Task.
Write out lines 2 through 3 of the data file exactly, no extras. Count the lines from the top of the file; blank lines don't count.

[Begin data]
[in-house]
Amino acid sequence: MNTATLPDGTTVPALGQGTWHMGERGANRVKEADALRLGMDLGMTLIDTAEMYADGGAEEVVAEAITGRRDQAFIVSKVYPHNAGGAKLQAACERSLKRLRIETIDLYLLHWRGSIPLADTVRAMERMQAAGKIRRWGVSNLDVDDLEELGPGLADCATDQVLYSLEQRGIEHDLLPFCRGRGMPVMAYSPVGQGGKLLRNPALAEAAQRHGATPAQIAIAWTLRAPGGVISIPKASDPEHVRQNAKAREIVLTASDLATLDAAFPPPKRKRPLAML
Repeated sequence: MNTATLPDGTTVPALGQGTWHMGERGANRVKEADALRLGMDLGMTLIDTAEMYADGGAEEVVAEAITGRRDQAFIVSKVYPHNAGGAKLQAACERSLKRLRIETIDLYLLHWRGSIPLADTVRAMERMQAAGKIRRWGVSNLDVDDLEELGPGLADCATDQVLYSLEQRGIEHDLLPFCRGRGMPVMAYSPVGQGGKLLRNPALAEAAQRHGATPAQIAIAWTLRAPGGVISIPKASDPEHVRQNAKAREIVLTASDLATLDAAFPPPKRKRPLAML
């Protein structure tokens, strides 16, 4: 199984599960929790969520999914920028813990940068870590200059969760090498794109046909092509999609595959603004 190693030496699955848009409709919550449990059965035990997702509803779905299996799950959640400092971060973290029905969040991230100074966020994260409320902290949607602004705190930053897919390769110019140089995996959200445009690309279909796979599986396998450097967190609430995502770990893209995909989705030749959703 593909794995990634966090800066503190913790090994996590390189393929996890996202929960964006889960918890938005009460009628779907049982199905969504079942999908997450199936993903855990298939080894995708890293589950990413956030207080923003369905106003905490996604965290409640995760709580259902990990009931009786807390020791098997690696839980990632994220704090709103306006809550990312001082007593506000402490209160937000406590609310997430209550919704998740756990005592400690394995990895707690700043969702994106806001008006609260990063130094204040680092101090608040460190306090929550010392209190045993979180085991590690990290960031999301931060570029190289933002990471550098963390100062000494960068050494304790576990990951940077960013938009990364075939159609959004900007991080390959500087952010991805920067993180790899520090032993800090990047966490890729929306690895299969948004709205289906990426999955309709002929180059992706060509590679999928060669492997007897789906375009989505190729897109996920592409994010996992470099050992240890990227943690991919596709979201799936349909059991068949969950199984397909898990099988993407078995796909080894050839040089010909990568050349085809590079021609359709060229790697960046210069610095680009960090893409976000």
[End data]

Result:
Amino acid sequence: MNTATLPDGTTVPALGQGTWHMGERGANRVKEADALRLGMDLGMTLIDTAEMYADGGAEEVVAEAITGRRDQAFIVSKVYPHNAGGAKLQAACERSLKRLRIETIDLYLLHWRGSIPLADTVRAMERMQAAGKIRRWGVSNLDVDDLEELGPGLADCATDQVLYSLEQRGIEHDLLPFCRGRGMPVMAYSPVGQGGKLLRNPALAEAAQRHGATPAQIAIAWTLRAPGGVISIPKASDPEHVRQNAKAREIVLTASDLATLDAAFPPPKRKRPLAML
Repeated sequence: MNTATLPDGTTVPALGQGTWHMGERGANRVKEADALRLGMDLGMTLIDTAEMYADGGAEEVVAEAITGRRDQAFIVSKVYPHNAGGAKLQAACERSLKRLRIETIDLYLLHWRGSIPLADTVRAMERMQAAGKIRRWGVSNLDVDDLEELGPGLADCATDQVLYSLEQRGIEHDLLPFCRGRGMPVMAYSPVGQGGKLLRNPALAEAAQRHGATPAQIAIAWTLRAPGGVISIPKASDPEHVRQNAKAREIVLTASDLATLDAAFPPPKRKRPLAML